After being inserted by Chinook helicopters, members of the 1st Special Forces Operational Detachment-Delta and the Kurdish CTG raided the prison in brownout conditions. They landed in the middle of an intense firefight. SGM Thomas Payne led one of the teams to clear a building in the prison complex. As they moved into a blocking position, they learned that Master Sgt. Josh Wheeler had been wounded. There wasn’t time to process the news or learn how bad his wounds were. As Payne’s team cleared their objective and freed 38 hostages, fighting raged in another building. 

Under heavy fire from multiple points of contact, Payne’s team moved to assist. They took a position over the building engulfed in a firefight and began firing their weapons and throwing grenades. A suicide bomber set off a vest that shook their building. Heavy fire was coming from all sides, and the second building was on fire. Payne’s team pressed on to assist. 

As they entered the other building, they began to take casualties because the prison door was locked and armored – someone needed to cut the locks before the team could advance and free the remaining hostages. With the building engulfed in flames, Thomas Payne exposed himself to enemy fire to cut the locks. Under fire and through heavy smoke, he moved to cut the locks twice. 

As the hostages moved out, a mandatory evacuation order came over the radio. The building was going to collapse. Still, Payne went back in three times to help move the hostages out. As the newly-freed prisoners moved to the helicopters, the operators and the Peshmerga formed a human wall to protect them as they moved. 

Thomas Payne Was Awarded the Medal of Honor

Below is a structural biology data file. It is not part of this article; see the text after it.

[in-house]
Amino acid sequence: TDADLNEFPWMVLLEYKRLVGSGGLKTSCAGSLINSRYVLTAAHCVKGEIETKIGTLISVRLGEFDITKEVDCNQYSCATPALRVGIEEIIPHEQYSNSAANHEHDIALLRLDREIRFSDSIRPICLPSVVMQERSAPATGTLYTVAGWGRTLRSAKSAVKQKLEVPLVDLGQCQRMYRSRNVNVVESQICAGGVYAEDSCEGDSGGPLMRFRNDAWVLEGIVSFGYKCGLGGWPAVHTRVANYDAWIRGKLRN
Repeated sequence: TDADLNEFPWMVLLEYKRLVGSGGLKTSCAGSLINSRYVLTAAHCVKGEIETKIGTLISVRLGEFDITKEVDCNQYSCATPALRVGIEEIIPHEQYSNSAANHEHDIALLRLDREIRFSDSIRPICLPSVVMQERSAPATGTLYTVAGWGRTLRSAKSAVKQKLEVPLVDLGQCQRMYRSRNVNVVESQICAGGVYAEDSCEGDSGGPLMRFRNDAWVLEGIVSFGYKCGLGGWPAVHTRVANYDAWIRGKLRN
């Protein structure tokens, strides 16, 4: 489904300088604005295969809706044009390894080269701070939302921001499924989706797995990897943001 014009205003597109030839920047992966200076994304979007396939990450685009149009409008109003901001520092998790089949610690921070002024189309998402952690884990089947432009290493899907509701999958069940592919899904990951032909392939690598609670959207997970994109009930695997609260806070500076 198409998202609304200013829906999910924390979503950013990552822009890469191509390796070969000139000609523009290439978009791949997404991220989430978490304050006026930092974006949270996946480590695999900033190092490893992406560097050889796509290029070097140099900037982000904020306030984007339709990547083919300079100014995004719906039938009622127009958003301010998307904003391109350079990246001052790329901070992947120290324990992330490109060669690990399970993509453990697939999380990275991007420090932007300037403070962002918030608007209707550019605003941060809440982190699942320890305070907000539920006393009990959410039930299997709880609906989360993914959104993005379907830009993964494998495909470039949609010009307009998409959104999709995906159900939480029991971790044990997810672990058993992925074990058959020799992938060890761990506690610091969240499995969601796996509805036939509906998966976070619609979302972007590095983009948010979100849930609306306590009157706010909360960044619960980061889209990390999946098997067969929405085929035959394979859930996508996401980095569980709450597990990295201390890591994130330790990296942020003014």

It was only after the mission that they learned that Sgt. Wheeler had died of his wounds. Wheeler was posthumously awarded a Silver Star. For his conspicuous gallantry,  SGM Thomas Payne received the Medal of Honor

It’s the only Medal of Honor so far awarded during Operation Inherent Resolve, and Payne is the first living member of Delta Force to receive the medal. It was presented to him by President Donald J. Trump in 2020 during a ceremony at the White House. 

Read About Other Profiles in Courage

If you enjoyed learning about Thomas Payne, we invite you to read about other profiles in courage on our blog. You will also find military book reviews, veterans’ service reflections, famous military units and more on the TogetherWeServed.com blog.  If you are a veteran, find your military buddies, view historic boot camp photos, build a printable military service plaque, and more on TogetherWeServed.com today.


Tags: 1st Special Forces Operational Detachment-Delta, Abu Bakr al Baghdadi, Army gave the mission the green light, famous military units, Islamic State terrorist organization (ISIL), Kurdish CTG, Kurdish Peshmerga, Master Sgt. Josh Wheeler, Medal of Honor, military book reviews, Operation Inherent Resolve, operators and the Peshmerga formed a human wall to protect them, Peshmerga counterterrorism group, presented to him by President Donald J. Trump in 2020 during a ceremony at the White House., Sgt. Wheeler, U.S. Army, veterans’ service reflections